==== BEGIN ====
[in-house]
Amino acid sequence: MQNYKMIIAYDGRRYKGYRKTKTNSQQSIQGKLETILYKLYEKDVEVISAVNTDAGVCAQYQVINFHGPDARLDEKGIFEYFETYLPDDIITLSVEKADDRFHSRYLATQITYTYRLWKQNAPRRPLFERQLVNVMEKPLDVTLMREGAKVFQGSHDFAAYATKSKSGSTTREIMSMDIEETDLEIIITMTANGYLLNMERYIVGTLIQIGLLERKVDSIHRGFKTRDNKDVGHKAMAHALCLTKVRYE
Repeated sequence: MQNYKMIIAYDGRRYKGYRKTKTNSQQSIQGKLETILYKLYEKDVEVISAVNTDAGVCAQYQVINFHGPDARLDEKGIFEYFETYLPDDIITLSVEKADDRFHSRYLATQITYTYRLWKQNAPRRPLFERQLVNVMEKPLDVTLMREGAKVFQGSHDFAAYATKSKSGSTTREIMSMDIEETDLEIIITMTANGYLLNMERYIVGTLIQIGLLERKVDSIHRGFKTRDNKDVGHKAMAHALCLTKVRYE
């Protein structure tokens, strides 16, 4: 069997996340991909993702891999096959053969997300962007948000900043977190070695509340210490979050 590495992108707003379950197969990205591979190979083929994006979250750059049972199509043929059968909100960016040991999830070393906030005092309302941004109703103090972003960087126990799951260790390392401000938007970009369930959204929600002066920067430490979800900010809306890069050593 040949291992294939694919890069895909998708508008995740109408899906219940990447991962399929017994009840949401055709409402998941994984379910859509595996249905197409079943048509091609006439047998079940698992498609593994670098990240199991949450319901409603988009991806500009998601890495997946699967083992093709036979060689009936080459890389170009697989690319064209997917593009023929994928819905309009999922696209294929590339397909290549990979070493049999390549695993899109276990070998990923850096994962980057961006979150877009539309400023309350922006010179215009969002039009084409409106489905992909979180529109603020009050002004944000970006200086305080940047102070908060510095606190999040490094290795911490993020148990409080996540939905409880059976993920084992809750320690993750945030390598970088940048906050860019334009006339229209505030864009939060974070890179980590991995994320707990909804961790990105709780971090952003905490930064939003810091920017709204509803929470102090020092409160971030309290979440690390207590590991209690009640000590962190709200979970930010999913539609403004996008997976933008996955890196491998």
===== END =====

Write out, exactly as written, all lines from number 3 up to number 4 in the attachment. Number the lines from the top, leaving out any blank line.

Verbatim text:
Repeated sequence: MQNYKMIIAYDGRRYKGYRKTKTNSQQSIQGKLETILYKLYEKDVEVISAVNTDAGVCAQYQVINFHGPDARLDEKGIFEYFETYLPDDIITLSVEKADDRFHSRYLATQITYTYRLWKQNAPRRPLFERQLVNVMEKPLDVTLMREGAKVFQGSHDFAAYATKSKSGSTTREIMSMDIEETDLEIIITMTANGYLLNMERYIVGTLIQIGLLERKVDSIHRGFKTRDNKDVGHKAMAHALCLTKVRYE
């Protein structure tokens, strides 16, 4: 069997996340991909993702891999096959053969997300962007948000900043977190070695509340210490979050 590495992108707003379950197969990205591979190979083929994006979250750059049972199509043929059968909100960016040991999830070393906030005092309302941004109703103090972003960087126990799951260790390392401000938007970009369930959204929600002066920067430490979800900010809306890069050593 040949291992294939694919890069895909998708508008995740109408899906219940990447991962399929017994009840949401055709409402998941994984379910859509595996249905197409079943048509091609006439047998079940698992498609593994670098990240199991949450319901409603988009991806500009998601890495997946699967083992093709036979060689009936080459890389170009697989690319064209997917593009023929994928819905309009999922696209294929590339397909290549990979070493049999390549695993899109276990070998990923850096994962980057961006979150877009539309400023309350922006010179215009969002039009084409409106489905992909979180529109603020009050002004944000970006200086305080940047102070908060510095606190999040490094290795911490993020148990409080996540939905409880059976993920084992809750320690993750945030390598970088940048906050860019334009006339229209505030864009939060974070890179980590991995994320707990909804961790990105709780971090952003905490930064939003810091920017709204509803929470102090020092409160971030309290979440690390207590590991209690009640000590962190709200979970930010999913539609403004996008997976933008996955890196491998």